A capital murderer, convicted of killing three Shelby County residents in 1997, including a 13-year-old girl, could soon be released from prison.
Kenneth Wayne Boyd was convicted of the murders and sentenced to life in prison.
Boyd has now filed a Writ of Habeas Corpus, a document asking for freedom due to injustices.
Thursday, an order signed by District Judge Charles Mitchell stating agreement with allegations made by Boyd was filed.
It recommends that the Texas Court of Criminal Appeals release Boyd, vacate his sentence and order a new trial.
"The order is penned by Boyd's attorney at the direction of the judge," said special prosecutor Kenneth Florence, Shelby County's Assistant District Attorney and acting DA.
Florence is in a runoff with Karren Price. She was the DA at the time of Boyd's conviction. Price chose not to comment about the order.
The order cites a pattern of prosecutorial misconduct including suppressed items of evidence and false testimony. These are some of the same issues that led to the appeals court throwing out Boyd's co-defendant, Rodney Moore's life conviction.
Boyd was whisked away in 1999 following his life sentence for capital murder.
To this day he maintains his innocence, along with three co-defendants.
Witnesses say he was in Jacksonville, not Center, When Brian Brooks, Percy Moore and a sleeping 13-year-old Christy Calhoun were gunned down in 1997.
He even passed a polygraph.
But recommendation for relief extends way beyond that.
Facts and conclusions of law are listed in an order signed by District Judge Charles Mitchell.
It cites the use of jailhouse snitches high on crack, lying witnesses, and suppressed evidence on the part of then-District Attorney Karren Price.
"The evidence shows that there was conspiracy, we believe, to frame these gentlemen," said Rick Turner, a private investigator.
It didn't take a private investigator to conclude the lies.
Family members talked about them during each break of the trial.
"I just wish people would tell the truth," said Jenna Moore, a relative of the victims, in a 1999 interview. "A lot of people are just lying. They're not being truthful."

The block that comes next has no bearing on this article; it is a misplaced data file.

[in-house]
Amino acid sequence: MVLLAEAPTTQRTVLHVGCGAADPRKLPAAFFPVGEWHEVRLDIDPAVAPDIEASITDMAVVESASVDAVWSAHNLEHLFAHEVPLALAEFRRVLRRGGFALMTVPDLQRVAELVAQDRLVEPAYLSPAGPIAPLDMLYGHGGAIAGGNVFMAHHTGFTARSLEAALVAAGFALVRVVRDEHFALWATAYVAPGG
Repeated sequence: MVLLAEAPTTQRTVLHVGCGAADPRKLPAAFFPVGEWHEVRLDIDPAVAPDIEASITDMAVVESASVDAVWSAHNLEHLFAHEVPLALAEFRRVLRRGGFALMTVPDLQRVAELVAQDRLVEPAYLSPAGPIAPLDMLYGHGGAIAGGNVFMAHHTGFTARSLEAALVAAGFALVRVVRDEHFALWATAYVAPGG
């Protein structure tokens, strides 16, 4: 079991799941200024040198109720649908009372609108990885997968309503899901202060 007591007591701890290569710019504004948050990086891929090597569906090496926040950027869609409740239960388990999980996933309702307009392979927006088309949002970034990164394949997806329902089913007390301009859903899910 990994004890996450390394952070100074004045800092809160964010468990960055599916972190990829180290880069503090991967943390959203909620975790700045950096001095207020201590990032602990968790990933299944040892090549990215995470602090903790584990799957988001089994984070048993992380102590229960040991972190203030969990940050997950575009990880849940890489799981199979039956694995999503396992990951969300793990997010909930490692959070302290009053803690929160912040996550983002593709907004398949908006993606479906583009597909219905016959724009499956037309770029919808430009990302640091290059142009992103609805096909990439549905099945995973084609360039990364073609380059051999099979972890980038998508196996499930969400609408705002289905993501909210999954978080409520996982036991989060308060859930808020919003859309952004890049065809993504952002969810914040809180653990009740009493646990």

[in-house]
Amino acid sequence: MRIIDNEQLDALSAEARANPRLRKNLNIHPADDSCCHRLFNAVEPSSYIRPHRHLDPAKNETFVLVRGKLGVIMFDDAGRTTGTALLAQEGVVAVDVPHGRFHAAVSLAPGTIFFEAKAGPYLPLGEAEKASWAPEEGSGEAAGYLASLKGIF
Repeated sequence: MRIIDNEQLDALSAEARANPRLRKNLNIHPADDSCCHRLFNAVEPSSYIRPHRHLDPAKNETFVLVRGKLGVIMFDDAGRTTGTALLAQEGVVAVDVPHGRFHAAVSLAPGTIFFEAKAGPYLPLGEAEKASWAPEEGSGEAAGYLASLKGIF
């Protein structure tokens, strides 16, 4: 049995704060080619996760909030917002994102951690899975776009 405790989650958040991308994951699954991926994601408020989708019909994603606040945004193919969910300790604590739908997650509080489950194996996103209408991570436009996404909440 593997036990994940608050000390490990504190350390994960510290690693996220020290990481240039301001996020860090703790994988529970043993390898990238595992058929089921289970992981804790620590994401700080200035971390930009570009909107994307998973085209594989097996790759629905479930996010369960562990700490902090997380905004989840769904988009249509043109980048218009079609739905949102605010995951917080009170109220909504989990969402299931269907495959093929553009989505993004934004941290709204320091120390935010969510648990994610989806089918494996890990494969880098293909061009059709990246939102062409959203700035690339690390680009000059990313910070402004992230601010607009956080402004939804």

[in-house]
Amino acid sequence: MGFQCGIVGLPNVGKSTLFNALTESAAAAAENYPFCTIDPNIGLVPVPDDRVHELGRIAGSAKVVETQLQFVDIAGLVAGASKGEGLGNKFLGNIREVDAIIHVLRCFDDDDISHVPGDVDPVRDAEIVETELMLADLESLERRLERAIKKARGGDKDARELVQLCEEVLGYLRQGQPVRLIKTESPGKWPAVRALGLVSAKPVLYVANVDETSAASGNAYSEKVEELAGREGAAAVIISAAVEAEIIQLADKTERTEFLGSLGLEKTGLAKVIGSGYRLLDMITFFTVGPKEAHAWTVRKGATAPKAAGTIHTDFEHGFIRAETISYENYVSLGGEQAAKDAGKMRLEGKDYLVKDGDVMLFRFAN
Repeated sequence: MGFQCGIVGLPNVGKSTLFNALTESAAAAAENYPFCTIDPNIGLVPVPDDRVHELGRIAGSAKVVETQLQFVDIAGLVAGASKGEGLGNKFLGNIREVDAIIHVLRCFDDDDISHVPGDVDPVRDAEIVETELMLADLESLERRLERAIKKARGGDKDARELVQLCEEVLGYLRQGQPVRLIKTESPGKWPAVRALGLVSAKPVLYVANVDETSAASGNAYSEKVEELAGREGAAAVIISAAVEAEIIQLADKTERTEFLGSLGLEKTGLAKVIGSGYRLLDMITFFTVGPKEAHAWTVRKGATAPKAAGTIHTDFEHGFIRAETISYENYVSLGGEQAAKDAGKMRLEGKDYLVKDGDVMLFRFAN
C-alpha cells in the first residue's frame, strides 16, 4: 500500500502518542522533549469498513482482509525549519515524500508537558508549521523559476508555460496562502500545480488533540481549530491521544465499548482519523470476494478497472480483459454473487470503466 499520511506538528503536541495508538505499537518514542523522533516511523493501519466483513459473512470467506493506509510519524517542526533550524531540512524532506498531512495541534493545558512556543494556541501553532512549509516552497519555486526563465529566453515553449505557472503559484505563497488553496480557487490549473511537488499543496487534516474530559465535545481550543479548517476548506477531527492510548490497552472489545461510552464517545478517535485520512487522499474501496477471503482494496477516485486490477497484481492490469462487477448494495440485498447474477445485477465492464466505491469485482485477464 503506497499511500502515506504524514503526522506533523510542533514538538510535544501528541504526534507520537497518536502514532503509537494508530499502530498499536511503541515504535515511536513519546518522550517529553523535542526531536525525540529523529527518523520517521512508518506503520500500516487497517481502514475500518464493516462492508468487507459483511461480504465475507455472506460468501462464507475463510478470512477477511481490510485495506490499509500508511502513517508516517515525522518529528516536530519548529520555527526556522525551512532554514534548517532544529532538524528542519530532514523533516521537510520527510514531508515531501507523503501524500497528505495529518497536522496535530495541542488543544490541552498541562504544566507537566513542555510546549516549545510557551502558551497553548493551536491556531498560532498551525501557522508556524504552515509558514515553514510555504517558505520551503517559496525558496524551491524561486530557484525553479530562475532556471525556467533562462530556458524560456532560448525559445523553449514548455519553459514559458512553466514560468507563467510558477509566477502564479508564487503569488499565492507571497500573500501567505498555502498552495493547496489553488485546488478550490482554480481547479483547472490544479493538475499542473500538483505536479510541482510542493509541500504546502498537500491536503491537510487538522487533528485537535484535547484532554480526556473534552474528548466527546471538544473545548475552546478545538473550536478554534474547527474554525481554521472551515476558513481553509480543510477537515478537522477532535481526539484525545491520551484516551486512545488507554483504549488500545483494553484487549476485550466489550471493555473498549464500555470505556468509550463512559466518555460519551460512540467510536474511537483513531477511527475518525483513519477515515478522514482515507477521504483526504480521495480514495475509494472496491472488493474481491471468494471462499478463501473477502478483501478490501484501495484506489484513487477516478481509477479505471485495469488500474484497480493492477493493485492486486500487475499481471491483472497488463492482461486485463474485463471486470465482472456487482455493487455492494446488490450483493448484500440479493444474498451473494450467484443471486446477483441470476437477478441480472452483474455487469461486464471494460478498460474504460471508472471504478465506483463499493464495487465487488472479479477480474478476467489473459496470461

The order claims the lies were all part of "deals" in exchange for their testimony.
The order reports the state suppressed critical information including that from a prime suspect.
The order cites a pattern of misconduct by Price. This gave the appearance the state would do anything for a conviction.
Kenneth Florence, Shelby County's current assistant district attorney reviewed the order.
"Our job is to see that justice is done and not to secure convictions," Florence said.
Florence is in a runoff with Price for district attorney.
Price isn't specifically commenting on the cases that have placed her in a bad light to this day.
Many of the same issues were raised in a successful appeal by co-defendant Rodney Moore.
The Innocence Project assisted in seeing his conviction and life sentence were thrown out in 2000.
Moore ended-up serving 20 years following a plea deal for murder.
"They might not be sitting church every Sunday morning, but they didn't do what they're accused of," Turner said.
Boyd remains in prison.
He's gone through one unsuccessful appeal.
Fifteen years later, his persistence with Mitchell is paying off.
At the county's expense, an appellate lawyer was appointed and the case was re-investigated.
If Boyd is released, it could cost even more.
"Mr. Boyd will likely be released from prison and will likely be entitled to over $1.2 million in compensation, as well as an annuity based on that amount," Florence said.
Boyd's possible release for a new trial is frightening to many witnesses and family members who fear for their lives.
Talk of retaliation and a renewed anger over the loss of three lives are restored.
Mitchell's court recommends the Texas Court of Criminal Appeals grant Boyd habeas corps relief, vacate his conviction and sentence, then order a new trial.
Florence is telling people about the claims against Price in an attempt to hurt her campaign.
To that issue, Price was willing to comment.
"It is certainly a lot of politics," Price said. "His, I'm told, response, his procedural approach, I think is political in nature. Is he doing that to win this race? He's doing that to defeat me. If that means winning the race than so be it."
Some observers, including price, believe the answer to Boyd's writ was orchestrated to hit right before the election.
The order was filed Thursday.
Early voting for the July 31 runoff election begins July 23.
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